- 1/2 cup apricots, chopped
- 1/2 cup cherries, chopped
- 1 orange, skin and all, cut into quarters
- 1/2 cup coconut oil
- 5 eggs
- 2/3 cup raw honey
- 1 cup almonds, crushed
- 1/2 cup walnuts, crushed
- 1 teaspoon ginger
- 1 teaspoon baking powder
- 1 tablespoon cinnamon
- 1 teaspoon allspice
- 1/4 teaspoon cloves
- 1/2 teaspoon ground nutmeg
- 1 teaspoon vanilla extract
- 1 cup dehydrated fruit, homemade preferred
- Preheat oven to 375 degrees F and grease a medium-sized, oven-safe bowl with some coconut oil.
- Combine all fresh fruit and water into a medium saucepan and bring to boil.
- Lower your temperature and simmer for 10 minutes, or until the water has evaporated and the fruit has formed a thick paste (the orange slices will still be intact, this is okay).
- Stir in the coconut oil and set aside to cool.
- Place the cooled date mix into a food processor and process until smooth.
- Transfer to a large bowl and add your dried fruit, crushed nuts, spices, and eggs, and mix well.
- Pour the whole mixture into your prepared bowl.
- Place the bowl into a deep baking tray (I use a roasting tray), then pour hot water into the baking tray until it reaches ½ to ¾ of the way up.
- Cover the tray and pudding bowl with a layer of parchment paper then foil. Make sure it is completely sealed so no steam can escape.
- Bake for 1 hour and 30 minutes.
- Carefully remove the tray from the oven, but be careful there is very hot water in the tray!
- Remove the foil and paper away from yourself to ensure you don't get burnt by the steam escaping.
- Loosen the edges of the pudding with a knife and turn onto a serving plate.
- Serve with heavy cream, if desired.
Although the focus on Thanksgiving is more about the food it seems, I really think the focus at Christmastime is family and new beginnings. This last Christmas we had a huge move when our landlord in Arizona passed away. We struggled to find a home in the very short period of time we were given to move (with a brand-new baby), and so we chose to move closer to family where housing and jobs were also more available. We were starting all over again in a new state as parents of two small boys instead of just one.
The Christmas before that, we had just suffered 5 miscarriages and a late-term pregnancy loss. We were pregnant again, this time with a little girl, but were wary. We lost that pregnancy too shortly after, but it was immediately followed by the healthy pregnancy of our second little boy.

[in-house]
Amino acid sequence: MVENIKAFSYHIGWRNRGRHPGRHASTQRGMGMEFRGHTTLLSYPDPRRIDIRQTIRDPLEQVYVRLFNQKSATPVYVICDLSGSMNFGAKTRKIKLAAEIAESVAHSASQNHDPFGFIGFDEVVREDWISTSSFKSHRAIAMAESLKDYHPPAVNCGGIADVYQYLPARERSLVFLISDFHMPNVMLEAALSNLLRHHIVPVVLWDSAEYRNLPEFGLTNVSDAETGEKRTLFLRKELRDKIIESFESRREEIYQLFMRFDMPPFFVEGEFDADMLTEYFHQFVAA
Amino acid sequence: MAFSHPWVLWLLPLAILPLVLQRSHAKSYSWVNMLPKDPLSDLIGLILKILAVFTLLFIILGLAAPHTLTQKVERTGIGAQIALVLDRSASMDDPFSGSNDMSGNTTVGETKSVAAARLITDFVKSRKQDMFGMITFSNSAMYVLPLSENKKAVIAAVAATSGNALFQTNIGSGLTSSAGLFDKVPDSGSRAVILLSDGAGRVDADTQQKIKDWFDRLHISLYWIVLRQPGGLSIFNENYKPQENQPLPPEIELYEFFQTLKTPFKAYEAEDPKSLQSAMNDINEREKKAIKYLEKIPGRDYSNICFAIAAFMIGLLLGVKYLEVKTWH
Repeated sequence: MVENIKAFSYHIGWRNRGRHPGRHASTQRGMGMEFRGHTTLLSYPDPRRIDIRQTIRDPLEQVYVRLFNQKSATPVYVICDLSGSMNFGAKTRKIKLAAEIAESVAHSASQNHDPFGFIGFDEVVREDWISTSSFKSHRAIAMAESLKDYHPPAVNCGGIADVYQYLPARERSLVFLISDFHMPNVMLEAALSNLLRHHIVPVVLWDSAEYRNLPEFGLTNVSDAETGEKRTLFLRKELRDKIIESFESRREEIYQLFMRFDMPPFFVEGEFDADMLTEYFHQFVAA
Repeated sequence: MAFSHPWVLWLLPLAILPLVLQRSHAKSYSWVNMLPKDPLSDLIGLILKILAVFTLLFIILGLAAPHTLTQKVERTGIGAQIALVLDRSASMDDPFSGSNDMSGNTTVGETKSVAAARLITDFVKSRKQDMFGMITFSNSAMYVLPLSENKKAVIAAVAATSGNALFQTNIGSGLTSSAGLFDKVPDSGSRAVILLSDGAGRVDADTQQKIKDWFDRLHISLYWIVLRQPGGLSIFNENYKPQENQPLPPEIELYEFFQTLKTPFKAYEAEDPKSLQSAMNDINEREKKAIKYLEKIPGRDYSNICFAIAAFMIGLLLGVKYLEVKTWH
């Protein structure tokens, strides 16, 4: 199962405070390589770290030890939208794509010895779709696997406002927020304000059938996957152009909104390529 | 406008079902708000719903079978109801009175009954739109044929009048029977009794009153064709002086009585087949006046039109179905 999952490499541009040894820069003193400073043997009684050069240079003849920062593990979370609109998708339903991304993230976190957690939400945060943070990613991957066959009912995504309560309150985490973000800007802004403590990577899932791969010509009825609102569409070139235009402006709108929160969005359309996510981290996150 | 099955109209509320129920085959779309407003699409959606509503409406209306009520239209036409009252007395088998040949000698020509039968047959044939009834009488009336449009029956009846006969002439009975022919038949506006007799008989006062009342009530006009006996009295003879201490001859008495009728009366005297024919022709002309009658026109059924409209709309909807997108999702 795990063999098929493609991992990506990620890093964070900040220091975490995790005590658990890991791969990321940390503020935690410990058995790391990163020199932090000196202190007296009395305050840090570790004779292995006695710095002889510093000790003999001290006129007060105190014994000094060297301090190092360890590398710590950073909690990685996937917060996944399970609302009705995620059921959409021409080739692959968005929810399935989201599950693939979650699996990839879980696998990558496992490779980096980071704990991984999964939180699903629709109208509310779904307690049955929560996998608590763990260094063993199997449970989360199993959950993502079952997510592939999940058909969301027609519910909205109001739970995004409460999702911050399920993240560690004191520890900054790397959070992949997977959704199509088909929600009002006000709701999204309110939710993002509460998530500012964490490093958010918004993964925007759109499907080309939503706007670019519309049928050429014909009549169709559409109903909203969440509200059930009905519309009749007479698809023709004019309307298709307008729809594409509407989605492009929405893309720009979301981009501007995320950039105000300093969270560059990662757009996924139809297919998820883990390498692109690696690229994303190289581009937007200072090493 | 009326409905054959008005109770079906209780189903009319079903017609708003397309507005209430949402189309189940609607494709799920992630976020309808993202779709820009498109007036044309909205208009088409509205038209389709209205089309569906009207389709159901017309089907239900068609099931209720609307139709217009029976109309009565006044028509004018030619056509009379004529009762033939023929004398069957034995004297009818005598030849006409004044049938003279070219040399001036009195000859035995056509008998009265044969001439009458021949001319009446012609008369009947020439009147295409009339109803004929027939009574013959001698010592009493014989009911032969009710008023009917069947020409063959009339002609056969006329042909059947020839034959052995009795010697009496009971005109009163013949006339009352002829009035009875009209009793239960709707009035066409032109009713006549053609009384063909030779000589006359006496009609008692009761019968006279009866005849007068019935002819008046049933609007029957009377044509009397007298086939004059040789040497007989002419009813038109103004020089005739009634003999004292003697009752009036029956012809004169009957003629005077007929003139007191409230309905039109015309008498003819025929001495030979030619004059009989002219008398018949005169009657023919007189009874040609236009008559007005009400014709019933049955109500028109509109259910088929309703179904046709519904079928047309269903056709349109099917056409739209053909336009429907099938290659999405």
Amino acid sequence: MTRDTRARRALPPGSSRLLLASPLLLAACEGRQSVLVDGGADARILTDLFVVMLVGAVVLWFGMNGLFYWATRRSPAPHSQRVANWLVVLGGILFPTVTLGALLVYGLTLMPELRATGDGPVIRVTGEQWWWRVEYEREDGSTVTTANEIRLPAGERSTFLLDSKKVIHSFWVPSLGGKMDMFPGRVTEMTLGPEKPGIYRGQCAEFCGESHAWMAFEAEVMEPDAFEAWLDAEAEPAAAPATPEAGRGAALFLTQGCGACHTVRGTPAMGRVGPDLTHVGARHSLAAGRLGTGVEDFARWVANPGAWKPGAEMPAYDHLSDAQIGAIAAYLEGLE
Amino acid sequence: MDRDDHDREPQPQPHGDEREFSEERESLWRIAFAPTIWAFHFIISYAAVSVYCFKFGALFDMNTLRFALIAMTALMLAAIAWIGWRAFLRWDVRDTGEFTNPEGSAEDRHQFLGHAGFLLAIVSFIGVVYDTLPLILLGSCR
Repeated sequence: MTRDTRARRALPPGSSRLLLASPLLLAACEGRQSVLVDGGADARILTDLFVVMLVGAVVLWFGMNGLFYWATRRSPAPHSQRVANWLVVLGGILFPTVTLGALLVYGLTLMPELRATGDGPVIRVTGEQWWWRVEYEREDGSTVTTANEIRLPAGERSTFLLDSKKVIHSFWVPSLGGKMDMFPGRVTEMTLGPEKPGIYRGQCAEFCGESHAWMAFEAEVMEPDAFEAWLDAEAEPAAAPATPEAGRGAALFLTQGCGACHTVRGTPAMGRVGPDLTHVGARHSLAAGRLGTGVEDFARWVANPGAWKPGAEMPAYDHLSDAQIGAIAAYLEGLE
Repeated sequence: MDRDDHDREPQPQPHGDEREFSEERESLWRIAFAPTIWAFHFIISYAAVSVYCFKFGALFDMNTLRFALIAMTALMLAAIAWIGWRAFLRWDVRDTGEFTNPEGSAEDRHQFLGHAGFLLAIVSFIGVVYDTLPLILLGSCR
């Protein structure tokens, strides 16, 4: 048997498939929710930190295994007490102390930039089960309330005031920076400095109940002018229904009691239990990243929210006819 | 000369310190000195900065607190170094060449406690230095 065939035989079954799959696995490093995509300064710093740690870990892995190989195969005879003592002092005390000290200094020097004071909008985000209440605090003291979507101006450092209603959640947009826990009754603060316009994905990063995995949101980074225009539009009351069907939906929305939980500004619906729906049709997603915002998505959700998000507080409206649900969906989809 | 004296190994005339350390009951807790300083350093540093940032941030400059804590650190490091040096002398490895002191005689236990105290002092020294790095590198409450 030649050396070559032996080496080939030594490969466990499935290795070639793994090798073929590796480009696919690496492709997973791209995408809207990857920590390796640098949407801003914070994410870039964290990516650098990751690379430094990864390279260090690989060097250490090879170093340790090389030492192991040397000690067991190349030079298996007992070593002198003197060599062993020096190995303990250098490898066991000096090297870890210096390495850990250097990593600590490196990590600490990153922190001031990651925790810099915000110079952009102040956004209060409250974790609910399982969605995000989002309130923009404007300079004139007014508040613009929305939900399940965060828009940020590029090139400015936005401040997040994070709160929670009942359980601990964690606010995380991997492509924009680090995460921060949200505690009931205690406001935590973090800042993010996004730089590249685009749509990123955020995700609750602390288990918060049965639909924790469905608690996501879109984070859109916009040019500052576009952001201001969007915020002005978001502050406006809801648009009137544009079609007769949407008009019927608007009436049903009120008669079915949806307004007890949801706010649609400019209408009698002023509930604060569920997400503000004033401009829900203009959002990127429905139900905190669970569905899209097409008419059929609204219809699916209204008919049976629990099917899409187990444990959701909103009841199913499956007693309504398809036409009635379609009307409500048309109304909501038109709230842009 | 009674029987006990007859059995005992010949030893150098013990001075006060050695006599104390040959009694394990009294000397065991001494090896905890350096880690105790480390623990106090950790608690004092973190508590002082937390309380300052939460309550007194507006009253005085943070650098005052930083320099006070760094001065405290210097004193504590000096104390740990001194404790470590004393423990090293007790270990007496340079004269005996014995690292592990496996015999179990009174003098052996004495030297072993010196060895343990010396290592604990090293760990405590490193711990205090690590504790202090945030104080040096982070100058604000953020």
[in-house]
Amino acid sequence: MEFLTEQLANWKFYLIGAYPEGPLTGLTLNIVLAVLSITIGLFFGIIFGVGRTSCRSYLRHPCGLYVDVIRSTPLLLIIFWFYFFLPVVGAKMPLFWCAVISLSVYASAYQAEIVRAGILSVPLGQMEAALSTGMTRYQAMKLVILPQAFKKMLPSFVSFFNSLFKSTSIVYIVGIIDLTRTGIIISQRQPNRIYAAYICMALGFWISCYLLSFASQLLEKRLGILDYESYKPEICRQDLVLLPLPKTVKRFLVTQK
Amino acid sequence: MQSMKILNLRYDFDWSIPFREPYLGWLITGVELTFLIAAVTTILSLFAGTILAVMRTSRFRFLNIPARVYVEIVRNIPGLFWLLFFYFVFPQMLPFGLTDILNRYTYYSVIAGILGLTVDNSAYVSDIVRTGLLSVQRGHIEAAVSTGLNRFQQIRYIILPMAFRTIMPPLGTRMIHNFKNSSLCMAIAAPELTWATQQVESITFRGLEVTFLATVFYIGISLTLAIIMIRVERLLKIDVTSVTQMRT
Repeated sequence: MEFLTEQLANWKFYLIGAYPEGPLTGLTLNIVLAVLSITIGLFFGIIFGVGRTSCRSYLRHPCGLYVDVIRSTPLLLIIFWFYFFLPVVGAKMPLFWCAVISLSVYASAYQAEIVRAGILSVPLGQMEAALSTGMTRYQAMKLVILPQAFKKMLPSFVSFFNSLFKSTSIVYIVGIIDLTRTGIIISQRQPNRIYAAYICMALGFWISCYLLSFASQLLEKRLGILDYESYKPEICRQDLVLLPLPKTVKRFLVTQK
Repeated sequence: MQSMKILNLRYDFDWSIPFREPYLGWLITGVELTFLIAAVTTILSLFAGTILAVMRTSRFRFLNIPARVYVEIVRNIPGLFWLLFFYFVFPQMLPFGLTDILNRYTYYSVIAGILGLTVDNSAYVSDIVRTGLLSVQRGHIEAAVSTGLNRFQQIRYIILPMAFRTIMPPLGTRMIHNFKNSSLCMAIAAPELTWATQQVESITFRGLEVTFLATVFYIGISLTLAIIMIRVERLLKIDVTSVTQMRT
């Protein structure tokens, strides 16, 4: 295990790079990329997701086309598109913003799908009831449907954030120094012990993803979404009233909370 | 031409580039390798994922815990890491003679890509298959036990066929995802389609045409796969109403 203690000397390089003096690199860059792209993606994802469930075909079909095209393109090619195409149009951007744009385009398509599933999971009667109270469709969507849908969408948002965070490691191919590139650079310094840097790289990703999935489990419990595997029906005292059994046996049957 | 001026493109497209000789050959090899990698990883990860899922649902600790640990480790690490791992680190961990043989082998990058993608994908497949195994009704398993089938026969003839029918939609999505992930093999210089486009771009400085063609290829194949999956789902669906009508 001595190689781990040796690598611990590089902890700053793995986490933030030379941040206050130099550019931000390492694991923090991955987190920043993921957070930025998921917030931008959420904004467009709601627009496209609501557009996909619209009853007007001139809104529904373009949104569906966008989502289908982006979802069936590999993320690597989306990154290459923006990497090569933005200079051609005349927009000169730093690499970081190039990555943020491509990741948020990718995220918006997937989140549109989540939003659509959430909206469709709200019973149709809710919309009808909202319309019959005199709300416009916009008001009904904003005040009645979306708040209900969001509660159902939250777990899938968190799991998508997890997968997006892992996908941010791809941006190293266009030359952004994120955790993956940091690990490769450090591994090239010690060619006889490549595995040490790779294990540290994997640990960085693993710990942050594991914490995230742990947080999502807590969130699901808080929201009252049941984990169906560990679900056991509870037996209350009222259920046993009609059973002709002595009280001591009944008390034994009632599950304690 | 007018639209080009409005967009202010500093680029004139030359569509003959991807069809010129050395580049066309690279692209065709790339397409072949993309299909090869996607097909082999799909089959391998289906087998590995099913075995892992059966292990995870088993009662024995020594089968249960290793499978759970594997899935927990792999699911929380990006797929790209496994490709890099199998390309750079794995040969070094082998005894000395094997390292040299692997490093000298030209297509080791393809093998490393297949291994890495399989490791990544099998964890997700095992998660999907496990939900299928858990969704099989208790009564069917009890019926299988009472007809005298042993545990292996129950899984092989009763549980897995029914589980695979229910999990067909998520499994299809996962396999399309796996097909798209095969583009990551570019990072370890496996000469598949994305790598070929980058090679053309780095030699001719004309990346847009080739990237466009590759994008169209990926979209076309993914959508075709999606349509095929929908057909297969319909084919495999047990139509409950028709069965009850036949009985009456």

I remember the Christmas two years before that where we were introducing our brand-new first born son to the family. The one before that we thought we would never get pregnant after two years of trying. his oldest brother announced their pregnancy on Christmas day and we spent the night crying together. We even missed one Christmas because that was the year Tim proposed to me.
Christmastime has always been very meaningful for us. It's always been a special time to spend with family and catch up, and a time for big changes. As you sit and eat your Christmas dinner with friends and/or family this year, consider what changes you can make for the better this next year, and cherish those around you. I hope these recipes make your holidays a little easier and a little sweeter.
© 2018 Victoria Van Ness
Victoria Van Ness (author) from Fountain, CO on December 21, 2018:
Merry Christmas to you too!
Pamela Oglesby from Sunny Florida on December 21, 2018:
Great recipes for Christmas. We all love prime rib, and most of the rest of the recipes. Thanks for shaing these recipes. Merry Christmas.
Victoria Van Ness (author) from Fountain, CO on December 20, 2018:
Absolutely! I'm so glad you enjoyed it! Happy Cooking!
Jason Behm from Cebu, Philippines on December 19, 2018:
Delectable! A compilation of great recipes perfect for Christmas eve.
Thanks for sharing!
Victoria Van Ness (author) from Fountain, CO on December 19, 2018:
Patricia Scott from North Central Florida on December 19, 2018:
O what a lovely collection of tasty morsels to munch on. I am presently starving because I have not eaten so I want to race off the the store and stock up on some of these ingredients and get busy. Thank you for sharing.
Angels are on the way this morning ps